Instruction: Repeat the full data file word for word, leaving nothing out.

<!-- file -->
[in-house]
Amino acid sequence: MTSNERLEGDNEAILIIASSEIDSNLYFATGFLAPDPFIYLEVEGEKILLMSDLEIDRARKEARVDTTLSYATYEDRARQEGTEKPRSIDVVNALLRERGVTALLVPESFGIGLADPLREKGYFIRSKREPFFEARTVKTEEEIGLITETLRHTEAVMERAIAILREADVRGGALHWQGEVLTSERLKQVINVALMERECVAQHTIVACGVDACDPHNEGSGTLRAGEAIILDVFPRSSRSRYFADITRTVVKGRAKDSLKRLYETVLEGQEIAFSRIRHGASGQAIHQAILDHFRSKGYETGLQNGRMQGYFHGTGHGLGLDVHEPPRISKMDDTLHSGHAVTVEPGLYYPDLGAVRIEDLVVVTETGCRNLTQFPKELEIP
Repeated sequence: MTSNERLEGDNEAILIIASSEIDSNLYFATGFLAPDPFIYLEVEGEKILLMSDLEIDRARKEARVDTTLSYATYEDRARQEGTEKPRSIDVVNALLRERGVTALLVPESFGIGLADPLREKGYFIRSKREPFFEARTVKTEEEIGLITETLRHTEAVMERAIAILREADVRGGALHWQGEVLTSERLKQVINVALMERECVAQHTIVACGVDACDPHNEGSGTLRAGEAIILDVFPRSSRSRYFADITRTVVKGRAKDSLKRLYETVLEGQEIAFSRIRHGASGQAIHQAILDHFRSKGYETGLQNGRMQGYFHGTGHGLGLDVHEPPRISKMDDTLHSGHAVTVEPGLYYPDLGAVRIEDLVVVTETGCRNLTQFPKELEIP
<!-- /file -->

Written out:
[in-house]
Amino acid sequence: MTSNERLEGDNEAILIIASSEIDSNLYFATGFLAPDPFIYLEVEGEKILLMSDLEIDRARKEARVDTTLSYATYEDRARQEGTEKPRSIDVVNALLRERGVTALLVPESFGIGLADPLREKGYFIRSKREPFFEARTVKTEEEIGLITETLRHTEAVMERAIAILREADVRGGALHWQGEVLTSERLKQVINVALMERECVAQHTIVACGVDACDPHNEGSGTLRAGEAIILDVFPRSSRSRYFADITRTVVKGRAKDSLKRLYETVLEGQEIAFSRIRHGASGQAIHQAILDHFRSKGYETGLQNGRMQGYFHGTGHGLGLDVHEPPRISKMDDTLHSGHAVTVEPGLYYPDLGAVRIEDLVVVTETGCRNLTQFPKELEIP
Repeated sequence: MTSNERLEGDNEAILIIASSEIDSNLYFATGFLAPDPFIYLEVEGEKILLMSDLEIDRARKEARVDTTLSYATYEDRARQEGTEKPRSIDVVNALLRERGVTALLVPESFGIGLADPLREKGYFIRSKREPFFEARTVKTEEEIGLITETLRHTEAVMERAIAILREADVRGGALHWQGEVLTSERLKQVINVALMERECVAQHTIVACGVDACDPHNEGSGTLRAGEAIILDVFPRSSRSRYFADITRTVVKGRAKDSLKRLYETVLEGQEIAFSRIRHGASGQAIHQAILDHFRSKGYETGLQNGRMQGYFHGTGHGLGLDVHEPPRISKMDDTLHSGHAVTVEPGLYYPDLGAVRIEDLVVVTETGCRNLTQFPKELEIP